The philosopher’s toe: pictures by Andrea McCarthy
Looking back it was a prophetic moment though I did not know it at the time. Almost 14 years ago I covered a Scottish Enterprise conference on the future of Scotland. US futurist Joe Coates, grey and spindly as a heron, stalked the stage and talked about the potential of mobile technology using language most of us hardly understood. What future tourists would want, he said, was a digital companion they could carry in their pockets providing all the information they needed to know about any given place.
In 1997 I didn’t even possess a mobile phone. Now here I am, a director of a brand new media company creating one of those digital companions – or rather, the information that can be loaded on to it.
A roll of good old fashioned drums please. Walking Heads Ltd launches our first downloadable audio walking tour during Edinburgh’s Fringe. At one level Edinburgh Comedy Tour can be taken as a Fringe show (and there are others using digital technology this year) but our 90 minute walking guide includes many layers of information. Just like Joe Coates predicted, it is full of facts people like to know when they visit a new place: where to go, what to see, how to get there. But there’s a difference. With a nice poetic twist, Walking Heads has won a Scottish Enterprise Tourism Innovation Fund award because we promise to take people off the beaten track to reveal the true grit of the place.
So Edinburgh Comedy Tour is a mix of history and folklore, comedy and spicy gossip and I feel it captures the odd Jekyll and Hyde nature of Edinburgh much better than conventional guidebook or guided tour.
With wicked ingenuity our comedian scriptwriters Jamie MacDonald and Harry Gooch have created a surreal narrative that leads you round Fringe comedy venues while developing a dysfunctional but affectionate relationship that leaves you (or me anyway) close to tears at the end. And in the process, with nicely paced navigation from Dougal Perman and incidental anecdotes from comedians Bruce Morton and Susan Morrison, you learn a great deal about the fur-coat-and-no-knickers side of Scotland’s capital. The extra twist to this tale is that Jamie is blind and his running refrain, ‘Be my eyes Harry’, deserves to be a Fringe catchphrase.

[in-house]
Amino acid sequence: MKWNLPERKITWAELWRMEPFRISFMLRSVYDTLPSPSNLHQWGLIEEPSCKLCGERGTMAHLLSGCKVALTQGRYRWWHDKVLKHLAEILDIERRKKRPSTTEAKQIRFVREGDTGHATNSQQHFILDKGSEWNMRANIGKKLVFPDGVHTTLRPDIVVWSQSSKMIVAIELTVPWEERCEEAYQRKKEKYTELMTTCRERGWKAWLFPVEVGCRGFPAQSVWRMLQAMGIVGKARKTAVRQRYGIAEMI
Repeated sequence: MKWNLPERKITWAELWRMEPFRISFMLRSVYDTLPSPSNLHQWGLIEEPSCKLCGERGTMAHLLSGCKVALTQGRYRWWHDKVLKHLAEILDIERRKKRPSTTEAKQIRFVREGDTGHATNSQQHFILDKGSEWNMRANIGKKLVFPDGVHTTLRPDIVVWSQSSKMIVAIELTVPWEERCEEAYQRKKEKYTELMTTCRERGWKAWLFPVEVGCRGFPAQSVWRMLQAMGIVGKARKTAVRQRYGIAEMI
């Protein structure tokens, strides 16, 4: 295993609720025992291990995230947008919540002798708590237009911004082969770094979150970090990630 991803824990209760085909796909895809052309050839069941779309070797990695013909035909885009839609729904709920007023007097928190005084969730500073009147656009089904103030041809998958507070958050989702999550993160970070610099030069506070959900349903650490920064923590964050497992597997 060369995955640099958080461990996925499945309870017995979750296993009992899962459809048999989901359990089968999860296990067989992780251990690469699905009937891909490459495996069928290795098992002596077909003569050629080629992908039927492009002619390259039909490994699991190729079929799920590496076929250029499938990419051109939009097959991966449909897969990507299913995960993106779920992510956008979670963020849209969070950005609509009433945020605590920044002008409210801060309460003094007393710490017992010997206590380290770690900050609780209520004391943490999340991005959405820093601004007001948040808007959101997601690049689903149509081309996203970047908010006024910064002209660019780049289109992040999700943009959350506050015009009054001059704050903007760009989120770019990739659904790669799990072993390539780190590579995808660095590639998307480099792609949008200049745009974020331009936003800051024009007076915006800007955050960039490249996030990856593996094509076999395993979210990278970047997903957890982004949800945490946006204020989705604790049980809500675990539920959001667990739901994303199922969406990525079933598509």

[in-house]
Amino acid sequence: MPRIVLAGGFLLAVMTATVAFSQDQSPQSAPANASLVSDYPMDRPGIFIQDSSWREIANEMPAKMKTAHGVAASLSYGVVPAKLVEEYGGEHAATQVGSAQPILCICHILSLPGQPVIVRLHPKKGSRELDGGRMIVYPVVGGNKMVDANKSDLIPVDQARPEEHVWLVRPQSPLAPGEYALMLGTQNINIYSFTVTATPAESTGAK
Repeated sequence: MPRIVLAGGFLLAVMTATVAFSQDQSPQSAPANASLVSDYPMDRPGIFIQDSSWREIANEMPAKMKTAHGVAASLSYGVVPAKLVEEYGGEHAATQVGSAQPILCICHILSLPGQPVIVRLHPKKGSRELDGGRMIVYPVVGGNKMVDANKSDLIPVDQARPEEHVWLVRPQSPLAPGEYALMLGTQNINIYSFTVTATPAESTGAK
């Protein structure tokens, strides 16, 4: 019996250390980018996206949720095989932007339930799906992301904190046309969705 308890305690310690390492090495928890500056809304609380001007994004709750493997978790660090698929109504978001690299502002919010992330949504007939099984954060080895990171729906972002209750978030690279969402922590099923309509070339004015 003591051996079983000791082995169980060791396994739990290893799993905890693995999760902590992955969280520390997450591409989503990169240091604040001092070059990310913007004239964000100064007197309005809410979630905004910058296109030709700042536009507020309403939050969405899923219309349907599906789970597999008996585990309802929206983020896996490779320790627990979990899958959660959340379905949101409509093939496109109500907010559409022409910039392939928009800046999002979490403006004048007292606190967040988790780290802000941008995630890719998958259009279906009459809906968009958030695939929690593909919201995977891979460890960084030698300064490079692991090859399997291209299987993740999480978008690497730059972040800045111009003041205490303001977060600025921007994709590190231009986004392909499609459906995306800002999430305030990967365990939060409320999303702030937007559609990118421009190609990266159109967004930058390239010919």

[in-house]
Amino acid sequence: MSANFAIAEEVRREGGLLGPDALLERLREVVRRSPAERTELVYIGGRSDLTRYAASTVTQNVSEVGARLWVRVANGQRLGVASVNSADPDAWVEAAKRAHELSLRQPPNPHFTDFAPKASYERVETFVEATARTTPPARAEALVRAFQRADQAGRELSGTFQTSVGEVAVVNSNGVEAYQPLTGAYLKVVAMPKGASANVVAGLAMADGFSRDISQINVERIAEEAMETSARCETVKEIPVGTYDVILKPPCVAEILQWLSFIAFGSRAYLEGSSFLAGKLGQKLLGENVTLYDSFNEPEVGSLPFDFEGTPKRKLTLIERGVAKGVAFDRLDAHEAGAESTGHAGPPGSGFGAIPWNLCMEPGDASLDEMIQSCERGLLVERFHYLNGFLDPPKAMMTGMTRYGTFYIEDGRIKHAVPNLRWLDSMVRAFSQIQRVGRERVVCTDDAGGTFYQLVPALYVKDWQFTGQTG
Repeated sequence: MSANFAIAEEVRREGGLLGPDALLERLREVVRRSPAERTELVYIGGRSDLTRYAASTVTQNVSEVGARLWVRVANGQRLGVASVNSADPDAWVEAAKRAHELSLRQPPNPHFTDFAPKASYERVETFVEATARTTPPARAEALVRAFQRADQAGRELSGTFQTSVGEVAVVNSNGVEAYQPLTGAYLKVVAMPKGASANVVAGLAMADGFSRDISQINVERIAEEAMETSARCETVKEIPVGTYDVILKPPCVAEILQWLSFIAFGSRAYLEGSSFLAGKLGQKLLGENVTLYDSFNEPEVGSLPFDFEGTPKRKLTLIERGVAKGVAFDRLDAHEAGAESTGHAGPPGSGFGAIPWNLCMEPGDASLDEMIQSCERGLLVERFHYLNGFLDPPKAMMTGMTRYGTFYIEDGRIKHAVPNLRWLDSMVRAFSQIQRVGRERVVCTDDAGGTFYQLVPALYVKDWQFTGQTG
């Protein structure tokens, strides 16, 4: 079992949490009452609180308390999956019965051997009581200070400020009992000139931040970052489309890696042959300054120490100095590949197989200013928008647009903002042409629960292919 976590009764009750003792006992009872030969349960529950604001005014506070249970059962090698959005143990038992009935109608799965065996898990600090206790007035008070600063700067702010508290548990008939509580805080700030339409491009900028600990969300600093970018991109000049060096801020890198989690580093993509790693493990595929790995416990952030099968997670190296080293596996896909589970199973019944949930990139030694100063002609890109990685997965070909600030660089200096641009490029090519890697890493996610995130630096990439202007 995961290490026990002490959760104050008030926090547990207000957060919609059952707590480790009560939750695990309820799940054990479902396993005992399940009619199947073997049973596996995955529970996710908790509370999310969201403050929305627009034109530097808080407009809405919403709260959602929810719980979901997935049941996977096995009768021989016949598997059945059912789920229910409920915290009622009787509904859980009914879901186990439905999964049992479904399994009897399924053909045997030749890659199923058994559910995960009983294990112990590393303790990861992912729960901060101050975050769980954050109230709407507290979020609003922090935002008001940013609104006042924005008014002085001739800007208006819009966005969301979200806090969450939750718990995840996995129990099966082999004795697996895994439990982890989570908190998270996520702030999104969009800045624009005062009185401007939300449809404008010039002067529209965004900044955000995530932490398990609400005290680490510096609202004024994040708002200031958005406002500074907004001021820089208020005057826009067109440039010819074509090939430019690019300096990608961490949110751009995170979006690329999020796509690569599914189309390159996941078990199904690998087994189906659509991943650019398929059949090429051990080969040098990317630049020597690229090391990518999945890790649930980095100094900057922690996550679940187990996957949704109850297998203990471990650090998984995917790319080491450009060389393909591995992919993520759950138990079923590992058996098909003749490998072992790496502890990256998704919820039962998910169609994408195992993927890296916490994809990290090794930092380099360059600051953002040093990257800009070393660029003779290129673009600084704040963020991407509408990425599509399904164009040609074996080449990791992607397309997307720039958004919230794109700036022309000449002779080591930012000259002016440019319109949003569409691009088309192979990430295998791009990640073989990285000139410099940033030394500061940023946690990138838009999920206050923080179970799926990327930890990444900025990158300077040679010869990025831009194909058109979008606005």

Back to the future. We’ve only just begun. We’re learning a huge amount as we go and we have a lot more to learn yet. But already we demonstrate something else that Joe Coates predicted. In the future, he said, companies will be like the film industry: collaborative and infinitely flexible co-operatives, constantly forming and re-forming to share expertise according to the needs of each product.
Unlike a film company, we don’t have best boy nor grip, hairdresser nor continuity girl (though we could do with the hairdresser at times!). But, straddling Glasgow and Edinburgh, Walking Heads is a mosaic of technical and artistic creative talent, buzzing with an enthusiasm that would put big corporations to shame. Of course I am biased and very proud to be part of it.
Since we are a collaborative team, I’m leaving the selling part to other members but I would be mad not to invite you to download Edinburgh Comedy Tour as your absolutely essential companion to this year’s Fringe. At £3.49 for MP3 and £3.99 for the App and Android – that would have seemed cheap back in 1997!